One of the marksmen identified a man on the roof. Two roofs from us, a distance of up to seventy metres, at two in the morning, an unarmed man walking on the roof. I saw with my own eyes that the man was not armed. That was also what we reported on the radio. The company commander said ‘take him down.’ Just like that, on the radio, he made a decision and settled on that. You think about that, in the United States there is a death penalty, there are a thousand appeals and convictions and judges. Here a 26-year-old man, my company commander, gave the order from afar to kill him, and the sniper fired and killed him. The company commander defined him as a ‘lookout’.” But what is a ‘lookout’? How does he know what he is? He doesn’t know.
We entered the Old City in Nablus, and as usual the open-fire regulations were that every man walking on the street at night is sentenced to death…Soldiers in R's squad made up a song about their service in Nablus and the people they had killed there, including the man with the bread: "Another paediatrician and another baker / Got a bullet in the face from a paratroopers unit / All day we search houses and kill children....". One of their tours in Nablus was during Ramadan 2002, when Jihad al-Natur was shot, and soldier R recalls that, overall:
That night we took over a house in an excellent position, and about four in the morning the sharpshooters’ position identified a man walking with a bag. I saw him on Jami’at al-Kabir Street with the bag in his hand. I went down to report, and the sniper, a friend of mine, was on duty. I reported to the commander who reports to the company commander. The order was ‘take him down.’ And so a man fell, 70 metres from his house.”…
A soldier from the unit, who watched from the house opposite, continues. “Right away the jeep from the command post came, and the company commander got down and carried out a barbaric kill-verification just like that, with grenades, and he even sprayed the body with bullets. It’s a good thing that the IDF spokesman denies that there’s such a procedure. Then they went and checked what he had in the bag. What do you think was there? Bread. ”
My team killed six innocent people, or probably innocent… We would joke about it and give them code names: the baker, the woman, the child, the old man, the drummer. Some of them by mistake, but as I see it, they were simply executed on illegal orders....It makes you see the death of Jihad al-Natur in a whole new light, doesn't it?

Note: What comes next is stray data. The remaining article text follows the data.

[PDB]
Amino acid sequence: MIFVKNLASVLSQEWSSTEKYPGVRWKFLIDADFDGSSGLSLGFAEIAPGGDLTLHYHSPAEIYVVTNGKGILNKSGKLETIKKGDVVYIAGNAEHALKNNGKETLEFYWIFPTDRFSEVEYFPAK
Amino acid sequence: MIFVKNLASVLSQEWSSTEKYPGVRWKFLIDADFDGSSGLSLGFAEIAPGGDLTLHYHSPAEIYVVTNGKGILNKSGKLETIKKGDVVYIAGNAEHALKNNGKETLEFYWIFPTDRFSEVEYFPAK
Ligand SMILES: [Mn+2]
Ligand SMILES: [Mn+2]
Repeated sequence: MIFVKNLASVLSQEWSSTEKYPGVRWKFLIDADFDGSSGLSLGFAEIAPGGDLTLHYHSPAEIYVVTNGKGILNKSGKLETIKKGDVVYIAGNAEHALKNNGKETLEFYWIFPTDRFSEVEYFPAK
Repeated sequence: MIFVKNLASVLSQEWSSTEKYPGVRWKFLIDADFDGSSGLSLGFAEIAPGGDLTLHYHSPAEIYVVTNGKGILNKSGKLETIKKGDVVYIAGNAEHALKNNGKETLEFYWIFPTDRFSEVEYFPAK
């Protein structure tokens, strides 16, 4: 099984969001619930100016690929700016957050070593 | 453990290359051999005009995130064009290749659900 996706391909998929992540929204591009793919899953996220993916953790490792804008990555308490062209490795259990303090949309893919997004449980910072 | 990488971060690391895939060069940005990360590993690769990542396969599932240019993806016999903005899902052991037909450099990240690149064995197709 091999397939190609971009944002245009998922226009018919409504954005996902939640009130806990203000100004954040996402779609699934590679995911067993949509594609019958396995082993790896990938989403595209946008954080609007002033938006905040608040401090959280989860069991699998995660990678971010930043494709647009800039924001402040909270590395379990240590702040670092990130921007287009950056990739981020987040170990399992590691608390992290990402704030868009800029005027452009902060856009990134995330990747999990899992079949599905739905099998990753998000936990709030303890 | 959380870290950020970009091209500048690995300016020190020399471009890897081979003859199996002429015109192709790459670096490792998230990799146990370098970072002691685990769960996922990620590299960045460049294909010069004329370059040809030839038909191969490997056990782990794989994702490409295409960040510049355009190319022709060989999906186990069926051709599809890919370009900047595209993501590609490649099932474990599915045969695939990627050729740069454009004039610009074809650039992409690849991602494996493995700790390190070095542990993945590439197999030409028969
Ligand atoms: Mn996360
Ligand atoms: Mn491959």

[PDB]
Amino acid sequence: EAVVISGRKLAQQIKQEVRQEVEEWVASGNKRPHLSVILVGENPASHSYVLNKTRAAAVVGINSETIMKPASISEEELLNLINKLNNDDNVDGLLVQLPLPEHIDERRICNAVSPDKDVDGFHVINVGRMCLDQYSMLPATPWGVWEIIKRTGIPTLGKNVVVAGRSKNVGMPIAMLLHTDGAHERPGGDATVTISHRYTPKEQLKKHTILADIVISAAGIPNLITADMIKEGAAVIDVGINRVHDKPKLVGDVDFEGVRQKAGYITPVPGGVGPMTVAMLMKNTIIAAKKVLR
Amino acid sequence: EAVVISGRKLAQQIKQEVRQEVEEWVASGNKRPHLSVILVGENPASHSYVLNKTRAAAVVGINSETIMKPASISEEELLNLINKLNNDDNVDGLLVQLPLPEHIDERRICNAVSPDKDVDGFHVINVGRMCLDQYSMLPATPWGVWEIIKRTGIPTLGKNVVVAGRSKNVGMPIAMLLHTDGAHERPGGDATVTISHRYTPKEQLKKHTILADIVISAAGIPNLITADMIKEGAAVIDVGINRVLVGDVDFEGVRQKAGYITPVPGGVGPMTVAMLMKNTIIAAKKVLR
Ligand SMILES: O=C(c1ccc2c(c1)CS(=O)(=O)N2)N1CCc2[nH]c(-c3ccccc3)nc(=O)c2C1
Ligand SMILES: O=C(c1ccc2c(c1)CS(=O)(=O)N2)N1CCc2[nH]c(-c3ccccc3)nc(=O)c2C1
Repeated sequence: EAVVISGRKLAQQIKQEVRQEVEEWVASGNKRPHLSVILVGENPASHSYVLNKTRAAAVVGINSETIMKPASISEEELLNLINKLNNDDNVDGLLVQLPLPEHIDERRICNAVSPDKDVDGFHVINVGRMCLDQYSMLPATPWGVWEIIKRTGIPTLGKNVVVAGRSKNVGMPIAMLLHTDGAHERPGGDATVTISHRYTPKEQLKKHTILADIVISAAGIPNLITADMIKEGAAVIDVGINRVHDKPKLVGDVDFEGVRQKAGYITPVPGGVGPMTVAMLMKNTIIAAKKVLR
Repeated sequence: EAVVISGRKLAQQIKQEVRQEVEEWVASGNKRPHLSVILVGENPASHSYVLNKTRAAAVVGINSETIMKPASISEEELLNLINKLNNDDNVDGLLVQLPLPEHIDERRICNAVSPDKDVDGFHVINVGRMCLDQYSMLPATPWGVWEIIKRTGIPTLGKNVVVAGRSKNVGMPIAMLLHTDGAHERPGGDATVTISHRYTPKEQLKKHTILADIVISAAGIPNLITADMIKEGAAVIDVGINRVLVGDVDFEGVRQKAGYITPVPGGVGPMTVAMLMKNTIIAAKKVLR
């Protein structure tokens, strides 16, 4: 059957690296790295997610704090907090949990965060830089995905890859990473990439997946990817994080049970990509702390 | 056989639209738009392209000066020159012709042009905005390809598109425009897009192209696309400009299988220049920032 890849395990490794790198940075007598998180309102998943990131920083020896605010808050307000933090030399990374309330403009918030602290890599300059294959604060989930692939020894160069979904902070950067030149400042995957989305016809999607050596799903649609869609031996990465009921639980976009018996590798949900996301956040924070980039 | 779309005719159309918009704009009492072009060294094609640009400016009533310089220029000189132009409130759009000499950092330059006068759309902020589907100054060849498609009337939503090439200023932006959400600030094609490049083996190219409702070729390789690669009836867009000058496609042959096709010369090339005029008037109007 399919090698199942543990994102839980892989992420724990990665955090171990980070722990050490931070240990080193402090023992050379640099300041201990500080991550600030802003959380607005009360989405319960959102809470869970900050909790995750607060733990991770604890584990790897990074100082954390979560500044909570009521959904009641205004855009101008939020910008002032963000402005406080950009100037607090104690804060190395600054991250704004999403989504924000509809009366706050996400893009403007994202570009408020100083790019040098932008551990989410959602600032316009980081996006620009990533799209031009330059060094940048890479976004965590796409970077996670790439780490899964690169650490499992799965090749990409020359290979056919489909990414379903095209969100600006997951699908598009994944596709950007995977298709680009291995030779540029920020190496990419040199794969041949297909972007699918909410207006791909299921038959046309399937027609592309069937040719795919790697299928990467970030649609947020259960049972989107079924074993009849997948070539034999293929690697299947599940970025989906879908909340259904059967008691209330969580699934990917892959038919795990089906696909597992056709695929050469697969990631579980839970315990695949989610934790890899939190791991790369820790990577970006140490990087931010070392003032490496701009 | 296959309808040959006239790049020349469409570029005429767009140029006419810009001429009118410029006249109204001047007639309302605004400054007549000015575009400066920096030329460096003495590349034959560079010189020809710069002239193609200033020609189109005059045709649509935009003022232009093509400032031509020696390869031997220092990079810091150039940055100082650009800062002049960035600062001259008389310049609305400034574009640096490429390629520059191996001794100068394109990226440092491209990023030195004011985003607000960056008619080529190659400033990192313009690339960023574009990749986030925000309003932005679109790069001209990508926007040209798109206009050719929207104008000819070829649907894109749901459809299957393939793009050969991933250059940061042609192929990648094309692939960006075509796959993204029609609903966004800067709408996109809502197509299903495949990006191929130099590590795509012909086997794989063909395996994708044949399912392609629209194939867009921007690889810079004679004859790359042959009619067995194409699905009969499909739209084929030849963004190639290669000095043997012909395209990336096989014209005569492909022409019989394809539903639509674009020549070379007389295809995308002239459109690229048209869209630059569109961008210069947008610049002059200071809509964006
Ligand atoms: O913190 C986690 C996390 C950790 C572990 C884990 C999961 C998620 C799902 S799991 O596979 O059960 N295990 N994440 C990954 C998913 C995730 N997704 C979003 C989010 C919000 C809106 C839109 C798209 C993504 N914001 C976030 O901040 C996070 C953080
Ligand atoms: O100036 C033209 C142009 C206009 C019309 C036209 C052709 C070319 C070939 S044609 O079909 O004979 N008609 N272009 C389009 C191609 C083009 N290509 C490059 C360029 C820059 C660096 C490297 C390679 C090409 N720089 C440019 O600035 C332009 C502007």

The thing that strikes me about these testimonies is, as I said earlier, that this is not an isolated incident, but the routine, institutionalized killings of Palestinian civilians by the IDF. When you think of the number of people who must be involved in formulating and passing on these verbal orders down the chain of command, and the number of soldiers serving in the OPT receiving them and carrying them out, you know that this is not something that involves just a few people. This is something that a lot of Israelis are involved in, and even more must know about. Yet how many times have we heard Israelis repeat – apparently in all seriousness – that the IDF is “the most moral army in the world”, and that the only people it targets are “terrorists”?
I am not a psychologist, but I think that everyone who lives with the contradictions of Zionism condemns himself to protracted madness. It's impossible to live like this. It's impossible to live with such a tremendous wrong. It's impossible to live with such conflicting moral criteria. When I see not only the settlements and the occupation and the suppression, but now also the insane wall that the Israelis are trying to hide behind, I have to conclude that there is something very deep here in our attitude to the indigenous people of this land that drives us out of our minds…And these soldiers' testimonies remind me of that.
I’m not a psychologist either, but even I can see that the disconnect is profound between what Israelis say they do in the Occupied Territories and what they must know they are really doing there. It must take a special kind of denial to be able to knowingly kill unarmed civilians - bakers, women, children, old men, drummers, as the song put it - yet at the same time remain pathologically convinced that you are the eternal victim in the relationship with the Palestinians; to pass death sentences on random strangers for being in the wrong place at the wrong time, but to be able to proclaim at the same time that all those civilians are dying because "Palestinians don’t love their children", or because "there was a terrorist hiding behind them"; to be able to joke about the fact that you're killing innocent Palestinians, yet to insist at the same time that Palestinians hate you not for what you do, but because of some innate failing in them or their religion.
That's quite a gap between what Israel does to the Palestinians, and what it tells itself and the rest of the world it does. You see the size of that disconnect, and it makes you realize there is something much more profoundly dysfunctional about the Israeli attitude to the Palestinians than a mere ignorance of their holiday customs.
Opening Photo: Palestinians invite Israeli border police officers to take a look at themselves in the mirror, during a protest against the construction of Israel's separation wall in the Palestinian village of Bilin, 23 Sept 2005. (AP Photo/Baz Ratner)
Footnote: This is what the "worm procedure" looks like from a Palestinian perspective. (Photo source).